Primary emissions from wood and pellet stoves were aged in an atmospheric simulation chamber under daytime and nighttime conditions. The aerosol was analyzed with the online Aerosol Mass Spectrometer (AMS) and offline Fourier transform infrared spectroscopy (FTIR). Measurements using the two techniques agreed reasonably well in terms of the organic aerosol (OA) mass concentration, OA:OC trends, and concentrations of biomass burning markers – lignin-like compounds and anhydrosugars. Based on the AMS, around 15 % of the primary organic aerosol (POA) mass underwent some form of transformation during daytime oxidation conditions after 6–10 hours of atmospheric exposure. A lesser extent of transformation was observed during the nighttime oxidation. The decay of certain semi-volatile (e.g., levoglucosan) and less volatile (e.g., lignin-like) POA components was substantial during aging, highlighting the role of heterogeneous reactions and gas-particle partitioning. Lignin-like compounds were observed to degrade under both daytime and nighttime conditions, whereas anhydrosugars degraded only under daytime conditions. Among the marker mass fragments of primary biomass burning OA (bbPOA), heavy ones (higher m/z) were relatively more stable during aging. The biomass burning secondary OA (bbSOA) became more oxidized with continued aging and resembled those of aged atmospheric organic aerosols. The bbSOA formed during daytime oxidation was dominated by acids. Organonitrates were an important product of nighttime reactions in both humid and dry conditions. Our results underline the importance of changes to both the primary and secondary biomass burning aerosols during their atmospheric aging. Heavier AMS fragments seldomly used in atmospheric chemistry can be used as more stable tracers of bbPOA and in combination with the established levoglucosan marker, can provide an indication of the extent of bbPOA aging.

Chemical evolution of primary and secondary biomass burning aerosols during daytime and nighttime

MASIOL M.;SQUIZZATO S.;
2022

Abstract

Primary emissions from wood and pellet stoves were aged in an atmospheric simulation chamber under daytime and nighttime conditions. The aerosol was analyzed with the online Aerosol Mass Spectrometer (AMS) and offline Fourier transform infrared spectroscopy (FTIR). Measurements using the two techniques agreed reasonably well in terms of the organic aerosol (OA) mass concentration, OA:OC trends, and concentrations of biomass burning markers – lignin-like compounds and anhydrosugars. Based on the AMS, around 15 % of the primary organic aerosol (POA) mass underwent some form of transformation during daytime oxidation conditions after 6–10 hours of atmospheric exposure. A lesser extent of transformation was observed during the nighttime oxidation. The decay of certain semi-volatile (e.g., levoglucosan) and less volatile (e.g., lignin-like) POA components was substantial during aging, highlighting the role of heterogeneous reactions and gas-particle partitioning. Lignin-like compounds were observed to degrade under both daytime and nighttime conditions, whereas anhydrosugars degraded only under daytime conditions. Among the marker mass fragments of primary biomass burning OA (bbPOA), heavy ones (higher m/z) were relatively more stable during aging. The biomass burning secondary OA (bbSOA) became more oxidized with continued aging and resembled those of aged atmospheric organic aerosols. The bbSOA formed during daytime oxidation was dominated by acids. Organonitrates were an important product of nighttime reactions in both humid and dry conditions. Our results underline the importance of changes to both the primary and secondary biomass burning aerosols during their atmospheric aging. Heavier AMS fragments seldomly used in atmospheric chemistry can be used as more stable tracers of bbPOA and in combination with the established levoglucosan marker, can provide an indication of the extent of bbPOA aging.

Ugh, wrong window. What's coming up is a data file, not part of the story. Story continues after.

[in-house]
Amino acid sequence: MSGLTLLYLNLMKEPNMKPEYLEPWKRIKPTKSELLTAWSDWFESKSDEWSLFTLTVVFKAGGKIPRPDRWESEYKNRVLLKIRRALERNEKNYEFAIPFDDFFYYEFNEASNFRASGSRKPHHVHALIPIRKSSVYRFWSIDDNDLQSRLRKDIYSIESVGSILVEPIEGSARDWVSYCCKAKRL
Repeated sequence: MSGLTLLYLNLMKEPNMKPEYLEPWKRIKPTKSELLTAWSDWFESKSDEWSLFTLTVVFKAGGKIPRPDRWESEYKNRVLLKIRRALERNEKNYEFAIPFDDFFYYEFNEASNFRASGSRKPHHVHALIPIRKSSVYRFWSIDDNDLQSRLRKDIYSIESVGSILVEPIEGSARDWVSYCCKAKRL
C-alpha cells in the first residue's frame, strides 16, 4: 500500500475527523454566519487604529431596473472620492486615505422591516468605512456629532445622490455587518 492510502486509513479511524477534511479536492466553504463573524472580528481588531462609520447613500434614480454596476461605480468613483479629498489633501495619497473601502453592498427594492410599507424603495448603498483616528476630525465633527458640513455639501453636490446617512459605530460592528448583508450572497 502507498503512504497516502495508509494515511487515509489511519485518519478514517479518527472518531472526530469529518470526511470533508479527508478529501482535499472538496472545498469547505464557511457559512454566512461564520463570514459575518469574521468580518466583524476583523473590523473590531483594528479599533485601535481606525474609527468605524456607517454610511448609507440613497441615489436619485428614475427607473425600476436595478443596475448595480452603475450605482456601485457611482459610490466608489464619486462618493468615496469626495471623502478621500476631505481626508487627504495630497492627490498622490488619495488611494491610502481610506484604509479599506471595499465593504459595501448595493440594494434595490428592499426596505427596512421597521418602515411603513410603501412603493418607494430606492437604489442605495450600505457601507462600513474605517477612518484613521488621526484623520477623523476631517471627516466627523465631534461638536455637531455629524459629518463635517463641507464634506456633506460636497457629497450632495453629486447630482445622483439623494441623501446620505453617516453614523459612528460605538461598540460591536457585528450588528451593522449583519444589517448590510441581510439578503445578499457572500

File in questo prodotto:
File Dimensione Formato  
acp-2022-658.pdf

accesso aperto

Tipologia: Documento in Pre-print
Licenza: Creative commons
Dimensione 1.52 MB
Formato Adobe PDF
1.52 MB Adobe PDF Visualizza/Apri

I documenti in ARCA sono protetti da copyright e tutti i diritti sono riservati, salvo diversa indicazione.

Utilizza questo identificativo per citare o creare un link a questo documento: https://hdl.handle.net/10278/5006362
Citazioni
  • ???jsp.display-item.citation.pmc??? ND
  • Scopus ND
  • ???jsp.display-item.citation.isi??? ND
social impact